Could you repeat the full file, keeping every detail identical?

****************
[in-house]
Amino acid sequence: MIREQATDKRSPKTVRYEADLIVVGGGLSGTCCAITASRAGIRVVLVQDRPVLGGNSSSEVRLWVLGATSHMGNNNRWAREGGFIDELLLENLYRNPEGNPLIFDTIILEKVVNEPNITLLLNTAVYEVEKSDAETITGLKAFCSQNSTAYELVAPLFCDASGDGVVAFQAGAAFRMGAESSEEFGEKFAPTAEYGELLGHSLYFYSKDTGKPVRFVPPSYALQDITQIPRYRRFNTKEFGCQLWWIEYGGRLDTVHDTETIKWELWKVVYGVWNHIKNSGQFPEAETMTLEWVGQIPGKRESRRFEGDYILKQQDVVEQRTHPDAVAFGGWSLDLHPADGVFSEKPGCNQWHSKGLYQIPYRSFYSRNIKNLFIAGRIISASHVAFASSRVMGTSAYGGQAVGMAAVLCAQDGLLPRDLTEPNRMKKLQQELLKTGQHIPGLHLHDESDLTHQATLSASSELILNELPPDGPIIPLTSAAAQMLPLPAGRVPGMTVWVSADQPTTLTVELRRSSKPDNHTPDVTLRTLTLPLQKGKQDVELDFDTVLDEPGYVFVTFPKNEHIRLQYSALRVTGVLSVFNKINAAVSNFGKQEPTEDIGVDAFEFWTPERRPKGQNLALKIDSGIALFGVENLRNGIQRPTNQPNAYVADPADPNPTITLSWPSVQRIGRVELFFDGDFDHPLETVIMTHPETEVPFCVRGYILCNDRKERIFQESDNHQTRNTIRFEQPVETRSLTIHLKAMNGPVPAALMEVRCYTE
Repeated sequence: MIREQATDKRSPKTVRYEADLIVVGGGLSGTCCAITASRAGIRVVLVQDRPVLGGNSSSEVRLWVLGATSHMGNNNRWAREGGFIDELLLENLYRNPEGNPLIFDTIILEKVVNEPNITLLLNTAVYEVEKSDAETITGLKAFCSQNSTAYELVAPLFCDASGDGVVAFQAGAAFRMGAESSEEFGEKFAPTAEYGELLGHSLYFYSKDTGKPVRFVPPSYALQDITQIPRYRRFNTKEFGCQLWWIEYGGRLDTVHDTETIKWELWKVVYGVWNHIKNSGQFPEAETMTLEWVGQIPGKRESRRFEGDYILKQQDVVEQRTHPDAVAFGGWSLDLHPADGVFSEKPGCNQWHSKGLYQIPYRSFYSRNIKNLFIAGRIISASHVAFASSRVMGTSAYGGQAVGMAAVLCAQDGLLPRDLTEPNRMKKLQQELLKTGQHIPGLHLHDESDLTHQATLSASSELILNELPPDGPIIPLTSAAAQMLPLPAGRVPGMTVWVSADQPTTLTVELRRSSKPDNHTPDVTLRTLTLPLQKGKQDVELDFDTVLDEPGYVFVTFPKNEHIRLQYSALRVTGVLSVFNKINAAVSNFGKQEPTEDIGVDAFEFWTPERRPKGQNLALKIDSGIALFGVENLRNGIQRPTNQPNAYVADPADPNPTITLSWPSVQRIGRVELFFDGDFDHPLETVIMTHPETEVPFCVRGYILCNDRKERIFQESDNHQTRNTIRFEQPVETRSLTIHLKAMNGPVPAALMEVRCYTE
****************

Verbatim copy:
[in-house]
Amino acid sequence: MIREQATDKRSPKTVRYEADLIVVGGGLSGTCCAITASRAGIRVVLVQDRPVLGGNSSSEVRLWVLGATSHMGNNNRWAREGGFIDELLLENLYRNPEGNPLIFDTIILEKVVNEPNITLLLNTAVYEVEKSDAETITGLKAFCSQNSTAYELVAPLFCDASGDGVVAFQAGAAFRMGAESSEEFGEKFAPTAEYGELLGHSLYFYSKDTGKPVRFVPPSYALQDITQIPRYRRFNTKEFGCQLWWIEYGGRLDTVHDTETIKWELWKVVYGVWNHIKNSGQFPEAETMTLEWVGQIPGKRESRRFEGDYILKQQDVVEQRTHPDAVAFGGWSLDLHPADGVFSEKPGCNQWHSKGLYQIPYRSFYSRNIKNLFIAGRIISASHVAFASSRVMGTSAYGGQAVGMAAVLCAQDGLLPRDLTEPNRMKKLQQELLKTGQHIPGLHLHDESDLTHQATLSASSELILNELPPDGPIIPLTSAAAQMLPLPAGRVPGMTVWVSADQPTTLTVELRRSSKPDNHTPDVTLRTLTLPLQKGKQDVELDFDTVLDEPGYVFVTFPKNEHIRLQYSALRVTGVLSVFNKINAAVSNFGKQEPTEDIGVDAFEFWTPERRPKGQNLALKIDSGIALFGVENLRNGIQRPTNQPNAYVADPADPNPTITLSWPSVQRIGRVELFFDGDFDHPLETVIMTHPETEVPFCVRGYILCNDRKERIFQESDNHQTRNTIRFEQPVETRSLTIHLKAMNGPVPAALMEVRCYTE
Repeated sequence: MIREQATDKRSPKTVRYEADLIVVGGGLSGTCCAITASRAGIRVVLVQDRPVLGGNSSSEVRLWVLGATSHMGNNNRWAREGGFIDELLLENLYRNPEGNPLIFDTIILEKVVNEPNITLLLNTAVYEVEKSDAETITGLKAFCSQNSTAYELVAPLFCDASGDGVVAFQAGAAFRMGAESSEEFGEKFAPTAEYGELLGHSLYFYSKDTGKPVRFVPPSYALQDITQIPRYRRFNTKEFGCQLWWIEYGGRLDTVHDTETIKWELWKVVYGVWNHIKNSGQFPEAETMTLEWVGQIPGKRESRRFEGDYILKQQDVVEQRTHPDAVAFGGWSLDLHPADGVFSEKPGCNQWHSKGLYQIPYRSFYSRNIKNLFIAGRIISASHVAFASSRVMGTSAYGGQAVGMAAVLCAQDGLLPRDLTEPNRMKKLQQELLKTGQHIPGLHLHDESDLTHQATLSASSELILNELPPDGPIIPLTSAAAQMLPLPAGRVPGMTVWVSADQPTTLTVELRRSSKPDNHTPDVTLRTLTLPLQKGKQDVELDFDTVLDEPGYVFVTFPKNEHIRLQYSALRVTGVLSVFNKINAAVSNFGKQEPTEDIGVDAFEFWTPERRPKGQNLALKIDSGIALFGVENLRNGIQRPTNQPNAYVADPADPNPTITLSWPSVQRIGRVELFFDGDFDHPLETVIMTHPETEVPFCVRGYILCNDRKERIFQESDNHQTRNTIRFEQPVETRSLTIHLKAMNGPVPAALMEVRCYTE